Goal

The goal was to allow 100 SOLIDWORKS users to collaborate on shared CAD models in real time (while working on the main capstone project itself).

In examining the PDM solutions available to them, the academy found the following trade-off:

SOLIDWORKS Enterprise PDM was ideal for its number of concurrent users and database size. The downside, however, was that implementing the software was beyond the academy’s budget.

SOLIDWORKS Workgroup PDM was “not ideal” based on the number of concurrent users and database size. But on the positive side, the school automatically had this solution available as the package is unlocked and available for free to holders of SOLIDWORKS educational licenses. 

Solution

DPEA teamed up with Intel Corporation to utilize Intel Cache Acceleration Software (Intel CAS) and to eliminate the speed-of-access issues that had resulted from the trade-off.

The collaboration resulted in DPEA successfully running Workgroup PDM on an environment of 100 users, on over 60 workstations and in three workspaces. Not only that, but DPEA released a research paper on exactly how it accomplished this and what the benefits were. You can find the paper here for further details.

In summary, the academy has found that by implementing Workgroup PDM it has made some pretty impressive gains.

By using Intel CAS and Intel Data Center PCIe SSD, DPEA has improved read and write times to SOLIDWORKS Workgroup PDM by 25 percent.

This reduction in read and write times, according to DPEA, has resulted in 495 hours of time saved each year from a team of three CAD engineers. For the average hourly rate of a CAD engineer ($47.03), that translates into a savings of $23,279.85 per academic year (33 weeks). This yielded a ROI of 1063 percent.  And it was calculated to cost just $2,000 to implement Intel CAS in a similar environment. 

Figure 4. Load time metrics with the Intel CAS system.
Figure 4. Load time metrics with the Intel CAS system.

In addition to the more tangible financial benefits, it has also allowed students to spend less time waiting for assemblies to load during work, freeing up their own time for other tasks. The CAD engineers also have that newly freed time to focus on what is important—namely, furthering the quality and innovation of the curriculum.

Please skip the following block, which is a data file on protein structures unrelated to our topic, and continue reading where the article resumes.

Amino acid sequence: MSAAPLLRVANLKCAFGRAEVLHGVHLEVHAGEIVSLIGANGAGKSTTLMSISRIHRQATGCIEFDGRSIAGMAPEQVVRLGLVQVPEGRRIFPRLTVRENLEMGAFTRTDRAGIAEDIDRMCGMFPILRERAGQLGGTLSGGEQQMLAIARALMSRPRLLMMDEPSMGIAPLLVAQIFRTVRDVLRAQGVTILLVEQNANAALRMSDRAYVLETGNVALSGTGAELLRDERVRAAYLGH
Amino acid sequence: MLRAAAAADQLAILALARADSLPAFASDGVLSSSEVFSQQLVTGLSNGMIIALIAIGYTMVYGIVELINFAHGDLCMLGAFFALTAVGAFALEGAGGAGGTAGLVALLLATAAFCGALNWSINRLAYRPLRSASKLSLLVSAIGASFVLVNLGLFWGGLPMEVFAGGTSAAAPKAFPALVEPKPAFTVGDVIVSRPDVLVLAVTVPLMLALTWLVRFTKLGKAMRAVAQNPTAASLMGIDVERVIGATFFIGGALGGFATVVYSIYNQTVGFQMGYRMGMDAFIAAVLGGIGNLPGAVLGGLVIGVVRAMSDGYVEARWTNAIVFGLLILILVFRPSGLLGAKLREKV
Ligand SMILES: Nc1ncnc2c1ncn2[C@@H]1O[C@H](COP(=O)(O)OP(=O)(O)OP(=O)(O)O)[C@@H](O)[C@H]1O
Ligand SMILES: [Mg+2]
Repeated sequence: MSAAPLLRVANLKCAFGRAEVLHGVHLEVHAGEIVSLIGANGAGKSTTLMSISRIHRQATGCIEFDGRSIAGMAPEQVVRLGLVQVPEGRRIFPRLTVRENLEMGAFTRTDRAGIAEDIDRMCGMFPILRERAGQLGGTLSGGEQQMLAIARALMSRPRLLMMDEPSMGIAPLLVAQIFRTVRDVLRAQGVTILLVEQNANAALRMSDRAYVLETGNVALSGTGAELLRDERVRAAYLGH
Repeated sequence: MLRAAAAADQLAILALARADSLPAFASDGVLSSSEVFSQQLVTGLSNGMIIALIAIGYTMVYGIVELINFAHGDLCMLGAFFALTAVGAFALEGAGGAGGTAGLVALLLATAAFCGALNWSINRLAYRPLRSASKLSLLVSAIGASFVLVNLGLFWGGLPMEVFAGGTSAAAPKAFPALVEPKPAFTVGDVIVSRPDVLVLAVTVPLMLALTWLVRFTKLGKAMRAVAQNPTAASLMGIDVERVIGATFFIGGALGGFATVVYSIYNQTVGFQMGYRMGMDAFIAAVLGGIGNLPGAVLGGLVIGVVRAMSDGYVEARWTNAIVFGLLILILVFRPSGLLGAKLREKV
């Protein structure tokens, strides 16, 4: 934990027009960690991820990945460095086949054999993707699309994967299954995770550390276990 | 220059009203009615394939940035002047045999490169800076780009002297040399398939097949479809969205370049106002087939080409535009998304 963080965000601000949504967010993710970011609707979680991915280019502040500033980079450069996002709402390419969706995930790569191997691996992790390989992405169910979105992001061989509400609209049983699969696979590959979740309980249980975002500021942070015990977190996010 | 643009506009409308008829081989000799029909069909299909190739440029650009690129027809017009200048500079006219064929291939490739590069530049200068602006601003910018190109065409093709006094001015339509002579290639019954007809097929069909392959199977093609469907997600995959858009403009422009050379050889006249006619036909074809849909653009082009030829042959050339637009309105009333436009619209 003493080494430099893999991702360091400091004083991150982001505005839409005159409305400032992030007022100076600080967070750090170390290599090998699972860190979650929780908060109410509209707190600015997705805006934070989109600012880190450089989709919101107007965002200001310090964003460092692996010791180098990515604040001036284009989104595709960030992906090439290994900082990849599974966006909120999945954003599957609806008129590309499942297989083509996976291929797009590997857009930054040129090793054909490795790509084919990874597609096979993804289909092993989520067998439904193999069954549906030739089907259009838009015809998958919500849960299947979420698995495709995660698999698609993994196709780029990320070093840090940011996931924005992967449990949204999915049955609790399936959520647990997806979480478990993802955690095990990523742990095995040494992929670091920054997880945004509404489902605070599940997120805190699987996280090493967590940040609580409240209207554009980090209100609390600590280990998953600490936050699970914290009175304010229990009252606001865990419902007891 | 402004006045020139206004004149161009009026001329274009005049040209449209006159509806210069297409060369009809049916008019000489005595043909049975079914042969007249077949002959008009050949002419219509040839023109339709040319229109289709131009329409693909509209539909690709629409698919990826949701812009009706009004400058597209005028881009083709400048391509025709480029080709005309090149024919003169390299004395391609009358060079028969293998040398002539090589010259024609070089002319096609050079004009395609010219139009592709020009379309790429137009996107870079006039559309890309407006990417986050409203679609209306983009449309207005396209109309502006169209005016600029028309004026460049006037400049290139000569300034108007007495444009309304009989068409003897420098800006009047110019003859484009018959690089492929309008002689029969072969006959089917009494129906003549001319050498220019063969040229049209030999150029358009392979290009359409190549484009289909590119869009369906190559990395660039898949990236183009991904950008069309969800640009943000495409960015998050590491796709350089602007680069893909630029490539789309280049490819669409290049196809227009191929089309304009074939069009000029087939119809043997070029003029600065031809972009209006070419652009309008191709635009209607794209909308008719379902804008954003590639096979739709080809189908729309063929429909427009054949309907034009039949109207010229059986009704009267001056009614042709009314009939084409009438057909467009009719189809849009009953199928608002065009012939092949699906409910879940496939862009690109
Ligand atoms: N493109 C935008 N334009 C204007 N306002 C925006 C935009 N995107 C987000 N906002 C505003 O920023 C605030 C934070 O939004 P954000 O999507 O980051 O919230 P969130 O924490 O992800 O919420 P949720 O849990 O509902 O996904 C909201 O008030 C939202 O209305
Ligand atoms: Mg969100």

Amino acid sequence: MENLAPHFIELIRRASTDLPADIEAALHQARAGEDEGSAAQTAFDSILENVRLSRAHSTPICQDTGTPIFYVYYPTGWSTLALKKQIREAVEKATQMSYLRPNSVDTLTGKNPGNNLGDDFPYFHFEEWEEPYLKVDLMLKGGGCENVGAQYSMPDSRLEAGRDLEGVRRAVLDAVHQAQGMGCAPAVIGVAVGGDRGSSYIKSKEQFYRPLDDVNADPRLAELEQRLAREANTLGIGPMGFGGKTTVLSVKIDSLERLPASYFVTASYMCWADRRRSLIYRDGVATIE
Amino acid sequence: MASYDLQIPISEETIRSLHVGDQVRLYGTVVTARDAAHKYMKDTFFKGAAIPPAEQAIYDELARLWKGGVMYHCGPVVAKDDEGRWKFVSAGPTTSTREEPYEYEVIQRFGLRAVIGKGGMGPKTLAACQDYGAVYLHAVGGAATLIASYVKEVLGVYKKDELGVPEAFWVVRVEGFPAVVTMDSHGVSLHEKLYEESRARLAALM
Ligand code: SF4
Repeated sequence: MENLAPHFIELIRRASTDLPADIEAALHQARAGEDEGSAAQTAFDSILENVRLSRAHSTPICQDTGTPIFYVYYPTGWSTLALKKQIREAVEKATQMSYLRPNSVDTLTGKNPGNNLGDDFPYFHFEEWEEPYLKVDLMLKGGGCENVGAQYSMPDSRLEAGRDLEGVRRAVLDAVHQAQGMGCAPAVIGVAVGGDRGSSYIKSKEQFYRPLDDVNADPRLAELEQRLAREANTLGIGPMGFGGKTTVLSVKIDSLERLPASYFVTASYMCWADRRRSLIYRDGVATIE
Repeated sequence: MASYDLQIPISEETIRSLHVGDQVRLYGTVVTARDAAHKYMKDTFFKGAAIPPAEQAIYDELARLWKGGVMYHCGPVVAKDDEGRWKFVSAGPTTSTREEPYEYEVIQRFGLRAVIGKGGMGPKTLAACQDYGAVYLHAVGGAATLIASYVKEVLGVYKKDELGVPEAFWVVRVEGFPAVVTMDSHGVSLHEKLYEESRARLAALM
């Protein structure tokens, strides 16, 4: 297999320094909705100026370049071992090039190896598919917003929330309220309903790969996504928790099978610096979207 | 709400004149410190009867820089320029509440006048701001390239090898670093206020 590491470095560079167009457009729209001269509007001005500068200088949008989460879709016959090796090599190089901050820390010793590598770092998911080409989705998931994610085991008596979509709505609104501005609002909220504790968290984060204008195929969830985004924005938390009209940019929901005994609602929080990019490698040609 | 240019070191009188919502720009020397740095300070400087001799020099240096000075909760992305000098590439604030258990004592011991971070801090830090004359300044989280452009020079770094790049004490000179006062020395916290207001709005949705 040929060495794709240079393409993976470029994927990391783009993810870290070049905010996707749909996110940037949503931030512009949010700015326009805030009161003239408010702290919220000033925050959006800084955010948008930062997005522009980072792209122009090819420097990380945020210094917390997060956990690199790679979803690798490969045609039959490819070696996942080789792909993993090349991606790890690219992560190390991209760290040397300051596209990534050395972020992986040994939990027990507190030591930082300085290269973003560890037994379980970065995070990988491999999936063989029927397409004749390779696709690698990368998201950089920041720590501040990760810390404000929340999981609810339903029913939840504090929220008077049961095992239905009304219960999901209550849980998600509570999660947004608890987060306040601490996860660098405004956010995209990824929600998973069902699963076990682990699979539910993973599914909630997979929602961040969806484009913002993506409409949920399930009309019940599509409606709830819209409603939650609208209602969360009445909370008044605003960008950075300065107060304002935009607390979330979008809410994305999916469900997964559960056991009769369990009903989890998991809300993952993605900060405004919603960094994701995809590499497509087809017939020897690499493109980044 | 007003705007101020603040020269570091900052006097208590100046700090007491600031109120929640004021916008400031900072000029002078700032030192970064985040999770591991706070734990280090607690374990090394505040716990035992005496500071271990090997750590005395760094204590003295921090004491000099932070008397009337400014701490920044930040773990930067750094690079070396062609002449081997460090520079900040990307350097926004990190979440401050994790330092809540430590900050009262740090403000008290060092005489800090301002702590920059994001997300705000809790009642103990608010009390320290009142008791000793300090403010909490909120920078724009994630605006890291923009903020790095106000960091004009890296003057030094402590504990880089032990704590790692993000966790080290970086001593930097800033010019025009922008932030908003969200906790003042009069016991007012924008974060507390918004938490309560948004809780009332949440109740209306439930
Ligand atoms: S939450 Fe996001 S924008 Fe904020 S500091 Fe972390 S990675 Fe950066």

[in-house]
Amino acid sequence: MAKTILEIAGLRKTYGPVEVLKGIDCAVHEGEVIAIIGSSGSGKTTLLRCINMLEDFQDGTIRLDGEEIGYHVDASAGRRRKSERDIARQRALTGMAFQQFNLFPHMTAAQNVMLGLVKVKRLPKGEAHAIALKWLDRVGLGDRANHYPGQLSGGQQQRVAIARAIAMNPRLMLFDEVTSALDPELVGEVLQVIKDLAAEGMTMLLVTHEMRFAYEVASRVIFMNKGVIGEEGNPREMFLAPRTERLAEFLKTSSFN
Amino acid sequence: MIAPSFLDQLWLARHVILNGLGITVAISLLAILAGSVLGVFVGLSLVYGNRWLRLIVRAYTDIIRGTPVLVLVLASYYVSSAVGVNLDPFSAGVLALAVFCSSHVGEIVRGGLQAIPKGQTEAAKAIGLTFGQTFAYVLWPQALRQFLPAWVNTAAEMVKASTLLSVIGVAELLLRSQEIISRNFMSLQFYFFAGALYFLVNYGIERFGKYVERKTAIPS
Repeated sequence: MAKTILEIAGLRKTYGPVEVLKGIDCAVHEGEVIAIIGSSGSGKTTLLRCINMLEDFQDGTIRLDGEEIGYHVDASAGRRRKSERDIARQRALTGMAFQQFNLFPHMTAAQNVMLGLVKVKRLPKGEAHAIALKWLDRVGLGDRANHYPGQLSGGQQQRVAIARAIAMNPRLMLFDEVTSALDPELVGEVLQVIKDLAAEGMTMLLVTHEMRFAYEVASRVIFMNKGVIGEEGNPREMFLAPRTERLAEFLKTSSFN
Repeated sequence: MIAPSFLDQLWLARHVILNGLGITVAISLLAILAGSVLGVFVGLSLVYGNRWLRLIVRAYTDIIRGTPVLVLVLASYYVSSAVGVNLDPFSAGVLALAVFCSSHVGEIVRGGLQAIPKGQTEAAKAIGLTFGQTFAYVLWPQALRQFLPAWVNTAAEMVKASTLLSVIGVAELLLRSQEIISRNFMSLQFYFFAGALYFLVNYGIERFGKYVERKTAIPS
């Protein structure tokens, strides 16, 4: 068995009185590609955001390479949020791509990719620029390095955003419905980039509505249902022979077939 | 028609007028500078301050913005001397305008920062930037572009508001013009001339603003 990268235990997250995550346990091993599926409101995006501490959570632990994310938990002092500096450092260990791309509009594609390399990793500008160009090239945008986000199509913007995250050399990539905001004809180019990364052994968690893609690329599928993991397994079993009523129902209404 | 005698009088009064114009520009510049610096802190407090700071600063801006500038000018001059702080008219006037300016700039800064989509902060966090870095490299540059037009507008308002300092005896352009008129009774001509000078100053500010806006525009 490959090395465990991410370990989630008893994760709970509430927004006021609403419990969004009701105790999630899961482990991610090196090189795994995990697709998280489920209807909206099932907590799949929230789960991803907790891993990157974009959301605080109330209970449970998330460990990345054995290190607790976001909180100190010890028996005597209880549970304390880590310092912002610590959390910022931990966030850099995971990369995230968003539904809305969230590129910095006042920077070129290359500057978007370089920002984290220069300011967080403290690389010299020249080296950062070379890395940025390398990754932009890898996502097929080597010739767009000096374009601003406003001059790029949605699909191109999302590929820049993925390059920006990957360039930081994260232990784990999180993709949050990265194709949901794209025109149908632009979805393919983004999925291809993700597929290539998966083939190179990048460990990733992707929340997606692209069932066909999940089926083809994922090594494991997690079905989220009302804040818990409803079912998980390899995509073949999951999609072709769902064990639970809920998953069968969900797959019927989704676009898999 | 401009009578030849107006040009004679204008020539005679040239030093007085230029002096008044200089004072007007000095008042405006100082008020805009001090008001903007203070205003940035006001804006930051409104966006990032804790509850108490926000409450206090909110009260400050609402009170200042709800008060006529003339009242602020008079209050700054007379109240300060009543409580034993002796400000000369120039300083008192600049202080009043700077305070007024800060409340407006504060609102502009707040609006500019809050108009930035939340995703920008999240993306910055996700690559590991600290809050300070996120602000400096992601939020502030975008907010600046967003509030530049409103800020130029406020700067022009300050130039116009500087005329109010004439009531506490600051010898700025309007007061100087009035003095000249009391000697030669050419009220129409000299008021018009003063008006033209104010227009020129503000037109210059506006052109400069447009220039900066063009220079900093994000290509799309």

So, that’s how the academy and Intel used SOLIDWORKS PDM to get more from less. Process optimization benefits all—from the engineers and the syllabus itself to the students.

Figure 5. The Carousel of Physics assembly.

Figure 5. The Carousel of Physics assembly.

Capstone Project

Back to the capstone project, The Carousel of Physics was a kinetic sculpture project that was comprised of one large console that was divided into 15 sectors, with each sector representing a science theme. Those 15 sectors were divided into 60 subsector assemblies.   

The entire installation features over 100 mechanisms and a network of 40 microcontrollers.

The Carousel

During operation, steel balls are released from the central hub of the console. When a ball reaches one of the hubs, it triggers the demonstration.

THE CAROUSEL OF PHYSICS at the Santa Barbara Museum of Art from Bria Maeda Little on Vimeo.

In this Goldbergian contraption, the ball not only serves as a mechanical trigger for each hub, but as both narrator and actor for the story as well. At the end of each segment, the ball returns to the central hub and a new ball begins the next segment: 


HEAT SECTOR - The Carousel of Physics from Bria Maeda Little on Vimeo.

Each year, the students present their installation at the Bay Area Maker Faire before moving the installation to a more prominent location. In the case of The Carousel of Physics, it was displayed at the Santa Barbara Museum of Art for the wider public to enjoy. 

“The whole premise of the course is to create products that the students can take home after the semester has finished,” said Abo-Shaeer. “The projects that we work on are designed and manufactured so they look like professionally made products. When the students show the projects to parents and friends, the parents are pleasantly surprised at the build quality and the aesthetics of the product, and that creates a dialogue that you maybe wouldn’t get with a traditional engineering school project. Engineering projects tend to be fairly dry and sometimes abstract. We like to think we are breaking that mold by creating products that are fun for students of all backgrounds to engineer, and products that can be enjoyed by all when they are finished.”

So, there you have it. Each intake of students learns about art, design, management and manufacture, and at the end of each year are rewarded with seeing their ideas realized as a tangible, physical product.

In terms of the future of the academy, it plans to add software development to the grade 12 syllabus, and to evolve the final year from a capstone project to a capstone experience.

DPEA hopes to offer a “Comprehensive Product Development Experience” that will provide exposure to every facet of the product life cycle, from business case and design, right up to build, launch and closeout. From the looks of it, it is pretty close to achieving that already.

SOLIDWORKS has sponsored this post. It has provided no editorial input. For more information, go to www.solidworks.com.